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C Culham

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  1. So call me dumb and thats fine but I am wondering if there is a reach to this situation via a GFP clause that might be in the contract that would remedy the future unknown costs the OP is wondering about?
  2. @rios0311 So I am confused just a little. You say "Can the Government..." Then you reference UCC and say FAR and Disputes Act does not apply. Then you reference "We have a contract...." So do you have a contract or a lease. Who are "We". What "Government" is involved? As to the Contract Disputes Act, are you sure? Reference http://cafc.uscourts.gov/sites/default/files/opinions-orders/16-2308.Opinion.7-31-2017.1.PDF I am with Vern as noted you have not provided enough detail.
  3. I believe you are actually talking about a "dispute" not a protest. The dispute clause of a Federal contract is a remedy for either party. As to case law demonstrating its use as you inquire I will leave that to others to respond.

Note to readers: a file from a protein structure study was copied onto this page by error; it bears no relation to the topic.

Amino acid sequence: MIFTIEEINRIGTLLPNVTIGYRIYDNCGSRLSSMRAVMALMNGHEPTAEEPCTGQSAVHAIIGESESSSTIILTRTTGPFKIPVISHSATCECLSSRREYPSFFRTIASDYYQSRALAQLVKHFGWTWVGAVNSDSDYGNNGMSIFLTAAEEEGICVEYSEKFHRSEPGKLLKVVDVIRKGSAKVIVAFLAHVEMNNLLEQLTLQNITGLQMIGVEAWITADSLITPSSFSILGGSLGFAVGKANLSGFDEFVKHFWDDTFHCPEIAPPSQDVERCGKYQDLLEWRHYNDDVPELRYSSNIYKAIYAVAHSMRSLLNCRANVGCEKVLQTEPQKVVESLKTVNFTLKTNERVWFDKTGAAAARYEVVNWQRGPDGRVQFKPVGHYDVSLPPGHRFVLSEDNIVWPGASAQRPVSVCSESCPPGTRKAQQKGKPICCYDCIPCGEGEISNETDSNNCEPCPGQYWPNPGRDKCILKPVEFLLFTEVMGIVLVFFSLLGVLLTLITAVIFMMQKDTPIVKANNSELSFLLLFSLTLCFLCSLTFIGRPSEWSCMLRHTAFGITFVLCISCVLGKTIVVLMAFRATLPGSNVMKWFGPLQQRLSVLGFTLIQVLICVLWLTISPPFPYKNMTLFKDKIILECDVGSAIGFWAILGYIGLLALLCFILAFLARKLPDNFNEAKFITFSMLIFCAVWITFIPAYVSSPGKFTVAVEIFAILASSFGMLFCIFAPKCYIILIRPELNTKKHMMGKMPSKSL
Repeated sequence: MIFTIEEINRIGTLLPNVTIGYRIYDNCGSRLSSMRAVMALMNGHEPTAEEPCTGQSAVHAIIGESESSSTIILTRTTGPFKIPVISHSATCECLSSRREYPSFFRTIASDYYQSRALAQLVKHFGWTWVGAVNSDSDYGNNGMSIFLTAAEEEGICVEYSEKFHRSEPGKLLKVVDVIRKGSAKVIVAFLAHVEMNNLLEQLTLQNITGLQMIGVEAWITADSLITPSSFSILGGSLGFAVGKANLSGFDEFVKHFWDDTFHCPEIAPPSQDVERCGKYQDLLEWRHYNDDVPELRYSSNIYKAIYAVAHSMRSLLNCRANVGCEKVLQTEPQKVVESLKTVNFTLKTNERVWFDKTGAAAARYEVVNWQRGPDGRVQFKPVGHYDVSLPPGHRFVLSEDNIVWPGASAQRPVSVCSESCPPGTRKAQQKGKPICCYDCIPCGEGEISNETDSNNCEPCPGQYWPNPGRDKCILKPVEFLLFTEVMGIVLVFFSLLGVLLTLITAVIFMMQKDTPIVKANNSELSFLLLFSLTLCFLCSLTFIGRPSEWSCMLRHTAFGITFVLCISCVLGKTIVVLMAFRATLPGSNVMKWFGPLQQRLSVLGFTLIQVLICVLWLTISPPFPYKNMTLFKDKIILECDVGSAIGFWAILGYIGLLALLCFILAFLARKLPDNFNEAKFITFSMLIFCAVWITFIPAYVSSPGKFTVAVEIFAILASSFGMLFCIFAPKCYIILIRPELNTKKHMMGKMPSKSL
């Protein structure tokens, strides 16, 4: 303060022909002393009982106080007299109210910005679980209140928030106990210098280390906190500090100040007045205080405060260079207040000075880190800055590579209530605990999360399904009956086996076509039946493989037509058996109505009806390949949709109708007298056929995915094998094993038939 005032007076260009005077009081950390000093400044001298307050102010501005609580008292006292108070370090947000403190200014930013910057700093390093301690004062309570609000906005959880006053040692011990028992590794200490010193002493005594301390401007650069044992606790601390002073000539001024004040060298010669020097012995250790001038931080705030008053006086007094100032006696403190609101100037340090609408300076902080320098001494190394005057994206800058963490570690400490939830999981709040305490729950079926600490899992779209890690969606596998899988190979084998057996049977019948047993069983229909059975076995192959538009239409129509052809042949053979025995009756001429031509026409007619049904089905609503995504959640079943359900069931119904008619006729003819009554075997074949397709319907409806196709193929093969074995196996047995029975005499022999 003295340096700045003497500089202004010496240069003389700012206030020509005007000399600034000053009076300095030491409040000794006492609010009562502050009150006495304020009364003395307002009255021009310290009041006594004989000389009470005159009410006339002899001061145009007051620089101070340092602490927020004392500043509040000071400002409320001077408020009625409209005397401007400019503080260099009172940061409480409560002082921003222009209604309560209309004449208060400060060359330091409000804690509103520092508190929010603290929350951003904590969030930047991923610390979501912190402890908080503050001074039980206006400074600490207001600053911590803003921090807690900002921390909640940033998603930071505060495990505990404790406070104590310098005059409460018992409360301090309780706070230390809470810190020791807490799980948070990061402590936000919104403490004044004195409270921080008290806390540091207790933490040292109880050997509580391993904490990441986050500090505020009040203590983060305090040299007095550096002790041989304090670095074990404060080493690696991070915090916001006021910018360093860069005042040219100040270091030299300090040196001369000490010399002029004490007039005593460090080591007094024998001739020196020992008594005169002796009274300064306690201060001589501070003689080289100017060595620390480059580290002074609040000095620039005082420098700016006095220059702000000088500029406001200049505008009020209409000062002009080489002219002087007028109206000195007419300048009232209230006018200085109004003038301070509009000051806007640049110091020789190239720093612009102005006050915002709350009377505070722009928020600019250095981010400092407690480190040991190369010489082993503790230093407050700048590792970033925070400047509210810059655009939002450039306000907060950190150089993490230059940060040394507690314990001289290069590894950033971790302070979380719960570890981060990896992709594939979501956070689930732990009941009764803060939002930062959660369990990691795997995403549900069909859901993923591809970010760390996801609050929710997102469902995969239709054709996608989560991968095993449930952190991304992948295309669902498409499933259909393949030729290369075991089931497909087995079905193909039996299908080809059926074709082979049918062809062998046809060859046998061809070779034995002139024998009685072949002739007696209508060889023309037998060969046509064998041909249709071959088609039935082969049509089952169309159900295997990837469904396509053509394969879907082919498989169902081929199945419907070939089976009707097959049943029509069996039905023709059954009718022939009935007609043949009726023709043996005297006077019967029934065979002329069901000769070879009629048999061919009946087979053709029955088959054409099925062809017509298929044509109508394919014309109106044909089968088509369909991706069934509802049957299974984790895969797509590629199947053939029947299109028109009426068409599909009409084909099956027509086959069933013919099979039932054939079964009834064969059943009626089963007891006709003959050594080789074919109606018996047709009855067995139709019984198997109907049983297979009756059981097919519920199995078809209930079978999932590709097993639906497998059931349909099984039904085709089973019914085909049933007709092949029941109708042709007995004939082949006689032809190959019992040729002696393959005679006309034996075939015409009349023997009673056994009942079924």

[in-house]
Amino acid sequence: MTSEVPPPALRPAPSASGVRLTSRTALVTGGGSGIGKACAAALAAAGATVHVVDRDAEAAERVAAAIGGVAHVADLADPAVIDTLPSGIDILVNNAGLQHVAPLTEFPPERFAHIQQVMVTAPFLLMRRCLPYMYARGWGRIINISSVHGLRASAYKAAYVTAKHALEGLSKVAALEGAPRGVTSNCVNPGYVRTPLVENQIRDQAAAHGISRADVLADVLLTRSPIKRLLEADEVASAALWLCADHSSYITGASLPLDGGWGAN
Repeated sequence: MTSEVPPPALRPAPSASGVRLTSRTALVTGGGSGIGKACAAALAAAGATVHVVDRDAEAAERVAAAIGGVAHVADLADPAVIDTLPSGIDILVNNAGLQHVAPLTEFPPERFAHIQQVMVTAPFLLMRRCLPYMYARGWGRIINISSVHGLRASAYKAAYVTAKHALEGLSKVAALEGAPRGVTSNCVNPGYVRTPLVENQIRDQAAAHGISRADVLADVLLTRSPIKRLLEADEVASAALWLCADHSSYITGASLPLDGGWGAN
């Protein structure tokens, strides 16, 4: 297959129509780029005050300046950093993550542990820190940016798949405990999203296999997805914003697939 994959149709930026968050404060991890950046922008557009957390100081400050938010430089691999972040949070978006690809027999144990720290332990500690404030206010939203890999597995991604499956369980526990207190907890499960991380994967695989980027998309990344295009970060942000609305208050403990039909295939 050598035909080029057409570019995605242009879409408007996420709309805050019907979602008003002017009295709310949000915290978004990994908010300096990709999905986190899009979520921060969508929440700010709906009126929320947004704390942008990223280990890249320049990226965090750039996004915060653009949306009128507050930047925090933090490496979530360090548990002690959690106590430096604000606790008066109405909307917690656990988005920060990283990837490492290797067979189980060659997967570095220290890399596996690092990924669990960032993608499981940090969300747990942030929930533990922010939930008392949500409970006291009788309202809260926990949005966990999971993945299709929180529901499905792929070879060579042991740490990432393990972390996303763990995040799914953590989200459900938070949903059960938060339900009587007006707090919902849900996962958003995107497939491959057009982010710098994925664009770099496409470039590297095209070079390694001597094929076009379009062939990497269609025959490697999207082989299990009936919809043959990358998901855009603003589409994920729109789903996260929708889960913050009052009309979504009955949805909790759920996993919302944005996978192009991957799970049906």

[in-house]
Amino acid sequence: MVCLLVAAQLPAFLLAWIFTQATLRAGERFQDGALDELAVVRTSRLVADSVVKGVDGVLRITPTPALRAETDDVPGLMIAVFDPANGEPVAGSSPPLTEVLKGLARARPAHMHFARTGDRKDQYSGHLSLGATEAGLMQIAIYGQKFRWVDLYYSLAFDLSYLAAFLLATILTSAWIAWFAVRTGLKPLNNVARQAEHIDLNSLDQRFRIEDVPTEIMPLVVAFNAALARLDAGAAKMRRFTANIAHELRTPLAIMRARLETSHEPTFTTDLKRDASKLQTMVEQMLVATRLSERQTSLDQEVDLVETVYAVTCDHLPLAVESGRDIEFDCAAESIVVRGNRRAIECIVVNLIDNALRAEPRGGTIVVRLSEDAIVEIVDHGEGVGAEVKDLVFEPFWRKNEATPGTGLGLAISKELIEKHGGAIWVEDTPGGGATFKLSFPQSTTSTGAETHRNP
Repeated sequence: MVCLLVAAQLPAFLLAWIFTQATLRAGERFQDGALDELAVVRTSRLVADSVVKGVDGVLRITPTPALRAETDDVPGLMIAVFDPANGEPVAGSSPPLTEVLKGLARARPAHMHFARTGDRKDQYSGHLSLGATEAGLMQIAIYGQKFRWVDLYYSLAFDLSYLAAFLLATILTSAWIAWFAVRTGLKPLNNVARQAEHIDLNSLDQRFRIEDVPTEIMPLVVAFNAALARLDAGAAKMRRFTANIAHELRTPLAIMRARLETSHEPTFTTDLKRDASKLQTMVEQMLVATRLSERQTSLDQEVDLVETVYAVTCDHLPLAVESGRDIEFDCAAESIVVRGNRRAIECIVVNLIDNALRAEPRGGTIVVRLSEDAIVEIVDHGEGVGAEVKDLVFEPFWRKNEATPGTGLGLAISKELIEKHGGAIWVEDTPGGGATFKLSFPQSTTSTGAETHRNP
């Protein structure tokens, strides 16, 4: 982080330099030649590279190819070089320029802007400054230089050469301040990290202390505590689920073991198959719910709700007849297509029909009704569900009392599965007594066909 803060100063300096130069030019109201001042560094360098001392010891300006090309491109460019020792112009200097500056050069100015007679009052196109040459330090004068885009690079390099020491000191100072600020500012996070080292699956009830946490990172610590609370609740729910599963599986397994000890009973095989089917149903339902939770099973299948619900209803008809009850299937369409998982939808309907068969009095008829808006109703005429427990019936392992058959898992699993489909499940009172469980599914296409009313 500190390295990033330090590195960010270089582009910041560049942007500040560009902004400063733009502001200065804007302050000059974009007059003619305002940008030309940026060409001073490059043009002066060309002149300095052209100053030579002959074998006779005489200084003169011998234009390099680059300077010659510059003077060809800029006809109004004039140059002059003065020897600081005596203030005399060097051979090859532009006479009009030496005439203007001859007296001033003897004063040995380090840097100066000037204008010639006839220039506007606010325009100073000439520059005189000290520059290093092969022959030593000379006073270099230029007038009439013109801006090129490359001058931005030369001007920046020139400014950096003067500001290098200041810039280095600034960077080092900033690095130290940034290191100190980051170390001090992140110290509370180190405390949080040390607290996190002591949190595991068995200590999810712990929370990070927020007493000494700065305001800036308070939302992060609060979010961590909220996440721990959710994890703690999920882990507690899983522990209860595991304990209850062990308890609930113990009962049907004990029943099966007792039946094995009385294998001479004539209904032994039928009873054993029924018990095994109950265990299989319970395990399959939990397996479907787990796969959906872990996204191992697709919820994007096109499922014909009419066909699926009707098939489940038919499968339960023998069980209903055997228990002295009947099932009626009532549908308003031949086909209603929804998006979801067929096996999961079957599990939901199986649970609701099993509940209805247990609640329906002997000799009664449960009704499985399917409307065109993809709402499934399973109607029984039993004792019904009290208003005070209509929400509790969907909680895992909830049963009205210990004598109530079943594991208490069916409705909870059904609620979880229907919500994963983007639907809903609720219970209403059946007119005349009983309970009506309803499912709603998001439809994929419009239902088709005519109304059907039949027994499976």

4. So as the thread fades into the sunset I have some final thoughts which come to me in part based on the quoted highlights. Forgotten by legal and in the context of a 8(a) sole source is FAR 19.8, and here I will add 13 CFR 124 as well as the Small Business Act must be considered. I will not bore you with quotes but I highly recommend that for the future CaptJax may well want to refer the likes of legal to references in the FAR, CFR 124 and the Act to "Fair Market Price" and how estimating such plays a big role in the price agreement of an 8(a) sole source. In fact I could see a PNM (FAR 15.406-3) that highlights references from each. As I did early on I would suggest that when it comes to 8(a) sole source while FAR 15.4 has a role that role must be woven with appropriate principles of FAR 19.8, associated regulation and statute. I will be bold and suggest that for the particular project that is the subject of this thread that the POM might be one and the same as the current fair market price estimate.